During the Second World War, the Fuggerei community built an air-raid shelter in 1943. Sadly, the air strikes of 25 and 26 February 1944 destroyed seventy-five percent of the Fuggerei neighborhood. 750 people died and 80,000 lost their homes. But only three days later, 1 March, the council decided to rebuild.
Telephone of the former Administrator Baron Von Pölnitz
Many people work in different professions for the Fuggerei: forestry, finances, administration, social education, pastoral care, public relations, building maintenance, archive preservation. The administrator of the Fuggerei is responsible for the management. Moreover, he is available as a kind of mayor for the concerns of the residents.
In the two above and detail below, you see a typical kitchen of the community housing in Augsburg, Bavaria. The wood burning stove is mostly situated in the room behind the wall containing the window. That allows both rooms to be heated, while keeping the dirt, soot, and smoke limited to the kitchen. Food was cooked over an open flame as you see the setup on the right.
The window served two main purposes: to pass things through (tea, anyone?) to the living room, and to monitor activities in that room, for example, for the mother to keep an eye on a young child playing there.
Below you see the typical simple living room in this little museum of community housing in Augsburg, Bavaria, Germany. Tenants have the option also to work at home, thus avoiding slipping into poverty. Note the small window from the kitchen, and the wood burning stove. They used to use a tile type of stove, but they were high maintenance and dangerous. Thus, as technology improved over the centuries, they were replaced with cast iron.
Now you see a simple bedroom. The small cradle with rounded forms to rock the baby is seen a bit on the lower right. The two wooden boxes that look like drawers were actually pulled out each night for small children to sleep in. I found it interesting that it was stated that centuries ago, people slept sitting upright. The horizontal position was too closely associated with death!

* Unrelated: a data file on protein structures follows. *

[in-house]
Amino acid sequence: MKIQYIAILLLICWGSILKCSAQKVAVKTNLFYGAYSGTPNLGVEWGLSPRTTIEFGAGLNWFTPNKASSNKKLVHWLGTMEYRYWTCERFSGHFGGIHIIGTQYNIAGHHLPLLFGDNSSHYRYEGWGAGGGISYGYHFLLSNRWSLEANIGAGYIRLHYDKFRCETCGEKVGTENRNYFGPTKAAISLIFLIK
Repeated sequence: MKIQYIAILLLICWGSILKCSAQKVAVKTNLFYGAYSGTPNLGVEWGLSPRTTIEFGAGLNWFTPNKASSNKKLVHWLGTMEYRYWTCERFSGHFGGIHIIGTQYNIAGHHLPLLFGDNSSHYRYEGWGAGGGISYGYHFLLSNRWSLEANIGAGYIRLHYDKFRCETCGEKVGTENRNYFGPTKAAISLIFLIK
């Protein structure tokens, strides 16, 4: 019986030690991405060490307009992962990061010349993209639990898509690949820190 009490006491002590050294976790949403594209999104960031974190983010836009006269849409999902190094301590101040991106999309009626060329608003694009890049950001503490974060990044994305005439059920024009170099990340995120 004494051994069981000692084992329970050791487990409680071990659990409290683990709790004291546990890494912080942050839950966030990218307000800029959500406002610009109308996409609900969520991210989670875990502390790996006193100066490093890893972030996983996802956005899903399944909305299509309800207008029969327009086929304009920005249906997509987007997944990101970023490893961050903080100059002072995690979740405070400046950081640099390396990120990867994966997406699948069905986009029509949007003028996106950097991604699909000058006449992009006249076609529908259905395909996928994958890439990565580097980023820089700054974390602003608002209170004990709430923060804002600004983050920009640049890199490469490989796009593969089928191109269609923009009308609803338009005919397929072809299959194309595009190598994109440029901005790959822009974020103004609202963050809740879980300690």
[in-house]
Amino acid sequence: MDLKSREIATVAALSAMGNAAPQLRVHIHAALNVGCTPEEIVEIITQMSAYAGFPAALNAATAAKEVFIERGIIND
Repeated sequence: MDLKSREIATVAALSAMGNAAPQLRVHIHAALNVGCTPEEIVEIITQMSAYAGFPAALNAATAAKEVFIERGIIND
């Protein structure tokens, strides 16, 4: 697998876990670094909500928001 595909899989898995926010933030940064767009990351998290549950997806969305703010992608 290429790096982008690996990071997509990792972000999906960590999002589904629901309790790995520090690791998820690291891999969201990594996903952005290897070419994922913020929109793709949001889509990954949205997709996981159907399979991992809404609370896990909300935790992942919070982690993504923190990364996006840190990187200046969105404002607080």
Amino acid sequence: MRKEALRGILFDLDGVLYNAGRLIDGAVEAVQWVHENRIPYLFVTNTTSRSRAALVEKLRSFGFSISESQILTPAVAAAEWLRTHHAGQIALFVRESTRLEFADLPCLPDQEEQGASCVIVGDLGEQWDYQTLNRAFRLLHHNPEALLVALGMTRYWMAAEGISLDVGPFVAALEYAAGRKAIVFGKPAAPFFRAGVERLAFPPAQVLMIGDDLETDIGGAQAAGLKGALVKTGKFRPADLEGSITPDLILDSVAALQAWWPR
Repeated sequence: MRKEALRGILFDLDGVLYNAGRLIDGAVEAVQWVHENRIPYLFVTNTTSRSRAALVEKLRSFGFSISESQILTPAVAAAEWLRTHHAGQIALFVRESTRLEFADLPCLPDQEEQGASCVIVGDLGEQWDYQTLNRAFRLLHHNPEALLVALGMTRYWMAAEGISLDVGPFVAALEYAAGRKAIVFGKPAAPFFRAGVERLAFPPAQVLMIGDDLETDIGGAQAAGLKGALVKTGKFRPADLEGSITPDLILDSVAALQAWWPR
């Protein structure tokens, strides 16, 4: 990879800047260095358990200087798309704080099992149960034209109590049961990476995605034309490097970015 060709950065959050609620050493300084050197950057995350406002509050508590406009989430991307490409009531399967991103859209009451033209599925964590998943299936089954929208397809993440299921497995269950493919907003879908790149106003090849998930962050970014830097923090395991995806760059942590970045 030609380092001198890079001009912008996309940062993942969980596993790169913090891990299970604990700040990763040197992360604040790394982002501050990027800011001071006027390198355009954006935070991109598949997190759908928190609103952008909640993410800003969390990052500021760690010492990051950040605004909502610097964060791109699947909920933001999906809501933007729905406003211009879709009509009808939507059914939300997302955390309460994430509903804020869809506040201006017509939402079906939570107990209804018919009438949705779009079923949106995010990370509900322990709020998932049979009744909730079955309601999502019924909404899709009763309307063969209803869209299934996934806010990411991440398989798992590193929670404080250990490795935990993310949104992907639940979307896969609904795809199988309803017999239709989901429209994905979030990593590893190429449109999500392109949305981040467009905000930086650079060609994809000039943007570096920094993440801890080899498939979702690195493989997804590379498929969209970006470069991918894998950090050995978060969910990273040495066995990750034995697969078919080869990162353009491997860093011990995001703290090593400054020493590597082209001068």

I just could not decide which photos to eliminate, despite the fading light!
Are you as enchanted as I am with this little village inside the city of Augsburg?
You may see it is properly dark now, a few days before the solstice. Steve and I headed back to the central square where the much larger German Christmas market was filled with people and music. We bought the traditional LONG wursts on the much shorter, but still long bun. With mustard, of course! Augsburg is a charming town and we did not see so much of it... imagine what else? We did not have time to see the Mozart homes nor much of anything else, but we both enjoyed learning about the Fuggerei. Good ideas that obviously stand the test of time need to be shared.
Happy holidays from my artist friends and me. Here are two works by the mitico Vasily Fedorouk.
and here is "Children of Paradise," marble:
and my pastel and charcoal drawing: Pensive in Bologna:
Have a wonderful new year celebration. Please contact me if you would like to enhance your home or office with original fine art, or even prints.
Thank you for another wonderful year!
Kelly Borsheim, artist